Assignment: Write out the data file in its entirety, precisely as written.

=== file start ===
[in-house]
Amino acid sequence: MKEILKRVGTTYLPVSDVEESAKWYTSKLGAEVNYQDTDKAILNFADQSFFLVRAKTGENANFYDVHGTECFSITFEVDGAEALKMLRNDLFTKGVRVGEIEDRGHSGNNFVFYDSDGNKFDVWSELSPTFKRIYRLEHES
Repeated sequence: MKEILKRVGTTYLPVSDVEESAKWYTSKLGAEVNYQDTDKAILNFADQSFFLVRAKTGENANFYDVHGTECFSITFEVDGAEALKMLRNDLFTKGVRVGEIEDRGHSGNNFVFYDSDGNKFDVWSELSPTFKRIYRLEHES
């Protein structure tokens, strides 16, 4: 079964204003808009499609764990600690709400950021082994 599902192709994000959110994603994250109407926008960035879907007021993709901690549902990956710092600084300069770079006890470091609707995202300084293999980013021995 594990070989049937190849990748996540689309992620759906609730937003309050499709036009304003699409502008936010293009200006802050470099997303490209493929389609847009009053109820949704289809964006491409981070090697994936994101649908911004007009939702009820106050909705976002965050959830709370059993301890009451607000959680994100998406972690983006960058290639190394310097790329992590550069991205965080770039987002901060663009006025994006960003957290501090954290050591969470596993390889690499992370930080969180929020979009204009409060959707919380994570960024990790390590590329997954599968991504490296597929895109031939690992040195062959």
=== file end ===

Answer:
[in-house]
Amino acid sequence: MKEILKRVGTTYLPVSDVEESAKWYTSKLGAEVNYQDTDKAILNFADQSFFLVRAKTGENANFYDVHGTECFSITFEVDGAEALKMLRNDLFTKGVRVGEIEDRGHSGNNFVFYDSDGNKFDVWSELSPTFKRIYRLEHES
Repeated sequence: MKEILKRVGTTYLPVSDVEESAKWYTSKLGAEVNYQDTDKAILNFADQSFFLVRAKTGENANFYDVHGTECFSITFEVDGAEALKMLRNDLFTKGVRVGEIEDRGHSGNNFVFYDSDGNKFDVWSELSPTFKRIYRLEHES
């Protein structure tokens, strides 16, 4: 079964204003808009499609764990600690709400950021082994 599902192709994000959110994603994250109407926008960035879907007021993709901690549902990956710092600084300069770079006890470091609707995202300084293999980013021995 594990070989049937190849990748996540689309992620759906609730937003309050499709036009304003699409502008936010293009200006802050470099997303490209493929389609847009009053109820949704289809964006491409981070090697994936994101649908911004007009939702009820106050909705976002965050959830709370059993301890009451607000959680994100998406972690983006960058290639190394310097790329992590550069991205965080770039987002901060663009006025994006960003957290501090954290050591969470596993390889690499992370930080969180929020979009204009409060959707919380994570960024990790390590590329997954599968991504490296597929895109031939690992040195062959």